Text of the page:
As Nebraska has become more settled and river systems have become altered, there has been a loss of sandbar nesting habitat that Interior Least Terns and Piping Plovers rely on. In time the birds began to look elsewhere to nest and found that sand and gravel mines provide a prime alternative nesting habitat. Sand and gravel mining operations deposit waste sand around a center pit lake which inadvertently creates habitat for nesting terns and plovers. The large expanses of sand provide a good place to put their nests and the pit lake provides a good place for terns and plovers to feed.
The first published record of Piping Plovers nesting on sand and gravel mines was written by a Mr. Pickwell in 1925 - "On Saturday, May 20, 1922, the Nebraska Ornithologists' Union, on its annual bird hike, located a Belted Piping Plover's nest (Charadrius melodus circumcinctus) on a strip of sandy beach at Capitol Lake near Lincoln (Nebraska)." Pickwell reports that there had been dredging activity in the previous couple of years resulting in a large sloping beach of sand and gravel where two nests were eventually found. Pickwell followed the nests until they hatched.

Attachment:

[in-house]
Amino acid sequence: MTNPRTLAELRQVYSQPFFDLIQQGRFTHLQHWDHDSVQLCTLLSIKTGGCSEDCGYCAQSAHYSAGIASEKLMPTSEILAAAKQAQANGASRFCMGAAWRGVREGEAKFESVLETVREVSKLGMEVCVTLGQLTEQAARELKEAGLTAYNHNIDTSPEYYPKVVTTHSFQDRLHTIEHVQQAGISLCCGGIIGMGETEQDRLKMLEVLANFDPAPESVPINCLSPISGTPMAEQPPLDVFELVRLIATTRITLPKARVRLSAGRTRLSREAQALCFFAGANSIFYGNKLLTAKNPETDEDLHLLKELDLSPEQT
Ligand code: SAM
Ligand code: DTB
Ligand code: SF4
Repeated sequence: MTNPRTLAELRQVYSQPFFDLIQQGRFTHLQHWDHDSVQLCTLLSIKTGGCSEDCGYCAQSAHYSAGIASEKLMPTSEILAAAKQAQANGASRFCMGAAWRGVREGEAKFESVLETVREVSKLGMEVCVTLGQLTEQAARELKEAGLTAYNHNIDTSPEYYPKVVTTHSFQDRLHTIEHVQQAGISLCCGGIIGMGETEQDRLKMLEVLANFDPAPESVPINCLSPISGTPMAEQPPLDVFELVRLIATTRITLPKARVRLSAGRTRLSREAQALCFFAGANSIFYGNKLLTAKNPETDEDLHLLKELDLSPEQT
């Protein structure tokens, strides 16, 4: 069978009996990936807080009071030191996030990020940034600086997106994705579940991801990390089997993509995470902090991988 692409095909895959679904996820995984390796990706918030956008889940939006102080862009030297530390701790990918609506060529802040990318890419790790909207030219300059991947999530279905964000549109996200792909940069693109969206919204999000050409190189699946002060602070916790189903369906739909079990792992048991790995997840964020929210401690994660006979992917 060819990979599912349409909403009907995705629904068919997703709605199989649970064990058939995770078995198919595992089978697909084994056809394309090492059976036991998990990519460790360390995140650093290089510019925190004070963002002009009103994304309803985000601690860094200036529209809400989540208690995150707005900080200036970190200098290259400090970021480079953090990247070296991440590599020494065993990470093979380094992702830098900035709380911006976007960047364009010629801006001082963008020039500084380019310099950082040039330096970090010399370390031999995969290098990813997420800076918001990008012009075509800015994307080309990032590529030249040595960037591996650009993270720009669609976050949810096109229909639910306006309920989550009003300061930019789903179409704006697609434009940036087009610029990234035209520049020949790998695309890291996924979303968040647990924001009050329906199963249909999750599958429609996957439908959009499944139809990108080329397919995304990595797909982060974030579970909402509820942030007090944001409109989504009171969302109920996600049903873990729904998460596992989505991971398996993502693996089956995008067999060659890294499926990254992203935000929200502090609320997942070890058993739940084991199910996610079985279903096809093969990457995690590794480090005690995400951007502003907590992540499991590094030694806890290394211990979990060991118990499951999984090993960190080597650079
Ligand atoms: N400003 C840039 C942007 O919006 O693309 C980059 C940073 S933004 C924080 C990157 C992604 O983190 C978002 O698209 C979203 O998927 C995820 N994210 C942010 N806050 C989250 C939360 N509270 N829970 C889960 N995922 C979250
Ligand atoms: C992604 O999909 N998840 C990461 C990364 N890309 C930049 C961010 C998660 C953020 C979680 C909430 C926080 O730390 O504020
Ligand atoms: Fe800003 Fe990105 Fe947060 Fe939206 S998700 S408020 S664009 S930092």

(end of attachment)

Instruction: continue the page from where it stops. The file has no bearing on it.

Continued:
The first report of Least Terns nesting on sand spill piles was by Ralph E. Dawson of Lincoln, Nebraska. He observed terns in at Capitol Beach Lake, near Lincoln, Lancaster County during the summers of 1920 and 1922.
Sand and gravel mines can provide suitable habitat for nesting terns and plovers but they are busy places with lots of large machinery, which can pose risks to the nesting birds. The Tern and Plover Conservation Partnership has been working with sand and gravel mining companies by monitoring the birds nesting on their property and communicating with the mining companies to prevent conflicts.